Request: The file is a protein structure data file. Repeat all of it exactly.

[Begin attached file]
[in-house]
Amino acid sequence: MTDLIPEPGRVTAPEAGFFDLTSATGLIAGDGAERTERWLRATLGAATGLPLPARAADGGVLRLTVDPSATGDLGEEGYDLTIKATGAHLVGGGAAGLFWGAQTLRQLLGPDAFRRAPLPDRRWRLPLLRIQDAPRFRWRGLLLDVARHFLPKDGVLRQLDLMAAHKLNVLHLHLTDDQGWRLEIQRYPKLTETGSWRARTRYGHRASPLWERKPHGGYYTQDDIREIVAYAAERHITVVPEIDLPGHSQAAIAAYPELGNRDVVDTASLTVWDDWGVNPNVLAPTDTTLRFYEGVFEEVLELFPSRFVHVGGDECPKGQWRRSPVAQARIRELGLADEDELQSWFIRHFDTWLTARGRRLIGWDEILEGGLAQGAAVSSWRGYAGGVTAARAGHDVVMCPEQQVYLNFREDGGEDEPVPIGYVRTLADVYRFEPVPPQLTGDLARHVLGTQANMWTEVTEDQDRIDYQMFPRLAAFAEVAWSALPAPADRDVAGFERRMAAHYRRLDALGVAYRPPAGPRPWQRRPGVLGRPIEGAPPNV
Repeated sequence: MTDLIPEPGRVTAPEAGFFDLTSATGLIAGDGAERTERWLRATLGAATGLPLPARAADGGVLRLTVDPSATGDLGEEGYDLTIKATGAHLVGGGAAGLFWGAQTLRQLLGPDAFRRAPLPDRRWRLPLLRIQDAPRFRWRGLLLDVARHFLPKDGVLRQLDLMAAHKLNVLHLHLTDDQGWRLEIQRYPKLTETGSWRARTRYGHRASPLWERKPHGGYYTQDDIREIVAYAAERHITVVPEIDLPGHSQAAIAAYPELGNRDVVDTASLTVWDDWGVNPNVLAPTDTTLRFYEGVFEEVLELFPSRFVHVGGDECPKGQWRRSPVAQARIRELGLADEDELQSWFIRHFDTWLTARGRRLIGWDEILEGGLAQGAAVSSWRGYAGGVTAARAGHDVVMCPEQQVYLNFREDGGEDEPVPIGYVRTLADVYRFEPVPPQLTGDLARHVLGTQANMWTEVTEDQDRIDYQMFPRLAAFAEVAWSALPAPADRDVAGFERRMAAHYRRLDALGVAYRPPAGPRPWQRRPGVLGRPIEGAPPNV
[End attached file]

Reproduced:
[in-house]
Amino acid sequence: MTDLIPEPGRVTAPEAGFFDLTSATGLIAGDGAERTERWLRATLGAATGLPLPARAADGGVLRLTVDPSATGDLGEEGYDLTIKATGAHLVGGGAAGLFWGAQTLRQLLGPDAFRRAPLPDRRWRLPLLRIQDAPRFRWRGLLLDVARHFLPKDGVLRQLDLMAAHKLNVLHLHLTDDQGWRLEIQRYPKLTETGSWRARTRYGHRASPLWERKPHGGYYTQDDIREIVAYAAERHITVVPEIDLPGHSQAAIAAYPELGNRDVVDTASLTVWDDWGVNPNVLAPTDTTLRFYEGVFEEVLELFPSRFVHVGGDECPKGQWRRSPVAQARIRELGLADEDELQSWFIRHFDTWLTARGRRLIGWDEILEGGLAQGAAVSSWRGYAGGVTAARAGHDVVMCPEQQVYLNFREDGGEDEPVPIGYVRTLADVYRFEPVPPQLTGDLARHVLGTQANMWTEVTEDQDRIDYQMFPRLAAFAEVAWSALPAPADRDVAGFERRMAAHYRRLDALGVAYRPPAGPRPWQRRPGVLGRPIEGAPPNV
Repeated sequence: MTDLIPEPGRVTAPEAGFFDLTSATGLIAGDGAERTERWLRATLGAATGLPLPARAADGGVLRLTVDPSATGDLGEEGYDLTIKATGAHLVGGGAAGLFWGAQTLRQLLGPDAFRRAPLPDRRWRLPLLRIQDAPRFRWRGLLLDVARHFLPKDGVLRQLDLMAAHKLNVLHLHLTDDQGWRLEIQRYPKLTETGSWRARTRYGHRASPLWERKPHGGYYTQDDIREIVAYAAERHITVVPEIDLPGHSQAAIAAYPELGNRDVVDTASLTVWDDWGVNPNVLAPTDTTLRFYEGVFEEVLELFPSRFVHVGGDECPKGQWRRSPVAQARIRELGLADEDELQSWFIRHFDTWLTARGRRLIGWDEILEGGLAQGAAVSSWRGYAGGVTAARAGHDVVMCPEQQVYLNFREDGGEDEPVPIGYVRTLADVYRFEPVPPQLTGDLARHVLGTQANMWTEVTEDQDRIDYQMFPRLAAFAEVAWSALPAPADRDVAGFERRMAAHYRRLDALGVAYRPPAGPRPWQRRPGVLGRPIEGAPPNV